Kaitlin Bedford, front end supervisor at the Duncan Home Depot, holds a sign advertising for the Orange Door Project fundraising campaign. (Robert Barron/Citizen)

Home Depot works to help fight homelessness

Funds raised will help provide counselling and support services

Until June 24, customers who purchase a $2 paper orange door at The Home Depot store in Duncan will contribute to the Community Options Society’s efforts to assist at-risk and homeless youth across Canada.

Funds raised will help provide counselling and support services for people aged 15 to 30 years old.

Through The Orange Door Project fundraising campaign, The Home Depot Canada Foundation supports 120 organizations that are committed to preventing and ending youth homelessness across the country.

Customers can also make online donations at www.orangedoorproject.ca.

“Every night in neighbourhoods across the country, more than 6,000 youth don’t have a safe place to call home,” said Jeff Kinnaird, chairman of the Home Depot Canada Foundation.

“That is why 100 per cent of every customer donation goes directly to helping youth impacted by this very serious issue. Thanks to the support of our communities, we’re helping vulnerable and homeless youth realize brighter futures, one orange door at a time.”

Cheers to Riot Brewing

Riot Brewing Co. in Chemainus claimed a silver award at the 2018 Canadian Brewing Awards, held last week in Halifax, Nova Scotia.

Riot Brewing won a silver medal in the Porter category, a style originating in the U.K. for its Vortex Robust Porter, a beer brewed with dark roasted malts that showcases a balanced sweetness with notes of coffee and chocolate.

The CBA is a national competition that judges the quality of Canadian manufactured beer and is a widely recognized symbol of Canadian brewing excellence

Awards were given in 55 style categories.

This is the second year in a row that Riot Brewing has won a medal at the Canadian Brewing Awards.

“We are absolutely blown away,” said Riot Brewing’s Morgan Moreira.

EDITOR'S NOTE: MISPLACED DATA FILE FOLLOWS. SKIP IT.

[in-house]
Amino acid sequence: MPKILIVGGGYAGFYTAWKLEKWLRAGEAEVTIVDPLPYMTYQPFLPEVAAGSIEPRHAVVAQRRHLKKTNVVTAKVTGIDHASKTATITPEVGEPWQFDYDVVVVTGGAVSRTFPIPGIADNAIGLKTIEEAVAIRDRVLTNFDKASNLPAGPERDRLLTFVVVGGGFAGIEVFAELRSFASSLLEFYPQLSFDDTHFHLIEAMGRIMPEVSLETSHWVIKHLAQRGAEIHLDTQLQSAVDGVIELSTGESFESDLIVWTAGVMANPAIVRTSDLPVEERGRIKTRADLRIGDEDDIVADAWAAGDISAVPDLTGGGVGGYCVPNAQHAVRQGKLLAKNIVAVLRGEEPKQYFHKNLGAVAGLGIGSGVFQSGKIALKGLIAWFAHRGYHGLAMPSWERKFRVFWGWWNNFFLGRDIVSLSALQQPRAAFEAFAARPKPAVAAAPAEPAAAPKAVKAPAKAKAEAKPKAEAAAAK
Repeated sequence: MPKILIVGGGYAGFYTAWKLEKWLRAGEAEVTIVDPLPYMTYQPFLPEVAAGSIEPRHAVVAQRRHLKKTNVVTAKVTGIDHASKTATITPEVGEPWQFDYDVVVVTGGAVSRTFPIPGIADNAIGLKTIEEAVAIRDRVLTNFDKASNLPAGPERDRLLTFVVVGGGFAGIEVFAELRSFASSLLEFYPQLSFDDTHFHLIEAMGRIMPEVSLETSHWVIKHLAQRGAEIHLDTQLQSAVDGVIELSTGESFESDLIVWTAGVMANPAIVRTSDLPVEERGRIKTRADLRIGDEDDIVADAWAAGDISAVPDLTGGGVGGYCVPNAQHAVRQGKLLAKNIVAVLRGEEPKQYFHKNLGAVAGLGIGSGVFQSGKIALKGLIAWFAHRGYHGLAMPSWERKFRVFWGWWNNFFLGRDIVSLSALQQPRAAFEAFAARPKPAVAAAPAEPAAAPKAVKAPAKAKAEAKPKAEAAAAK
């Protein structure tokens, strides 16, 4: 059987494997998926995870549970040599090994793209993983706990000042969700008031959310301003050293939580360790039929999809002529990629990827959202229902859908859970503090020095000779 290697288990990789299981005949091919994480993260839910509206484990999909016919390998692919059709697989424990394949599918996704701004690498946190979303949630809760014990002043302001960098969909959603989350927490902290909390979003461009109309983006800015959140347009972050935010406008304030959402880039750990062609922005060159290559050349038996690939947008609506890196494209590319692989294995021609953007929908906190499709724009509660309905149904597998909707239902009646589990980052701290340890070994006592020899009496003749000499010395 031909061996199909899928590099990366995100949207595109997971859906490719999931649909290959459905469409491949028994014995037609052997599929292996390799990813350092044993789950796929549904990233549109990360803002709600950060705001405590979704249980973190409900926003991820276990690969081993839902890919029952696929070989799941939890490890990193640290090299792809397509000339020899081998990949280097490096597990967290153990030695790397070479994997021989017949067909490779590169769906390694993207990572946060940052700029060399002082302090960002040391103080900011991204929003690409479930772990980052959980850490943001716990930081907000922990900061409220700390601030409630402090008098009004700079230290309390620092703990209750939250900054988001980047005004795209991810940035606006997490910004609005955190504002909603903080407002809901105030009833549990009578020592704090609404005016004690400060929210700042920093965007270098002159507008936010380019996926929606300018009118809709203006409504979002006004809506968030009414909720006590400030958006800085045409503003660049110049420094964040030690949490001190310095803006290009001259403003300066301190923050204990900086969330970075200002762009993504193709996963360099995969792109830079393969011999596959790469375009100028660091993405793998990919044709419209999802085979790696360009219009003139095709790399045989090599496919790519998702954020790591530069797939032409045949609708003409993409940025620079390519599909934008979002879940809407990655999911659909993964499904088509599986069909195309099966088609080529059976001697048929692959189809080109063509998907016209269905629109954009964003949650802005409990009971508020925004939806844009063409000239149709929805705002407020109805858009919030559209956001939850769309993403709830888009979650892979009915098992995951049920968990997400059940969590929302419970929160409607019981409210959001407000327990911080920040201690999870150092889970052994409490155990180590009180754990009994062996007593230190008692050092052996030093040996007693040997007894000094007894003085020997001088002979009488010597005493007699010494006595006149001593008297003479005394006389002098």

“We are still coming off of the high of winning two awards at the World Beer Cup and now a silver for the Vortex Robust Porter at the Canadian Brewing Awards. It’s crazy! I’m super proud of all of our staff and what they have accomplished.”

Catalyst selling U.S. operations

Catalyst Paper, which owns the Crofton pulp and paper mill, has announced that it is selling its U.S. operations to ND Paper LLC, a wholly-owned subsidiary of Hong Kong’s Nine Dragons Paper (Holdings) Ltd., for $175 million.

Upon the closing of the sale, ND Paper will acquire Catalyst’s mills in Maine and Wisconsin, along with the associated staff at the company’s U.S. operations centre in Dayton, Ohio.

Catalyst has agreed to provide transition support services to ND Paper to assist with the development of certain operational and administrative functions required for the two U.S. mills.

“We’re proud of what our employees have accomplished at our (U.S.) mills and our Dayton operations centre,’ said Ned Dwyer, Catalyst President and CEO.

“Their hard work and dedication have vastly improved these operations. This transaction allows Catalyst to re-pay a significant portion of our debt and focus on our British Columbia operations. We continue to pursue opportunities to improve the competitiveness of our company and our industry.”

Mount Prevost students go on PowerPlay

Elementary students at Ecole Mount Prevost in Duncan were among four Island schools that took part in developing their own business ventures last week with the PowerPlay Young Entrepreneurs program.

Sponsored by the Coastal Community Credit Union, PowerPlay uses real-world learning experiences to help youth develop entrepreneurial thinking, practical money management skills and a drive to make a difference.

“PowerPlay Young Entrepreneurs has proven to be a great tool for engaging students with a variety of skills, abilities and interests,” said Allyson Prescesky, senior manager of community and communications at the Coastal Community Credit Union.

“At the CCCU, we are proud to support a program that is so inclusive. It’s exciting to see how this real world learning experience helps students expand their view of what is possible.”



robert.barron@cowichanvalleycitizen.com

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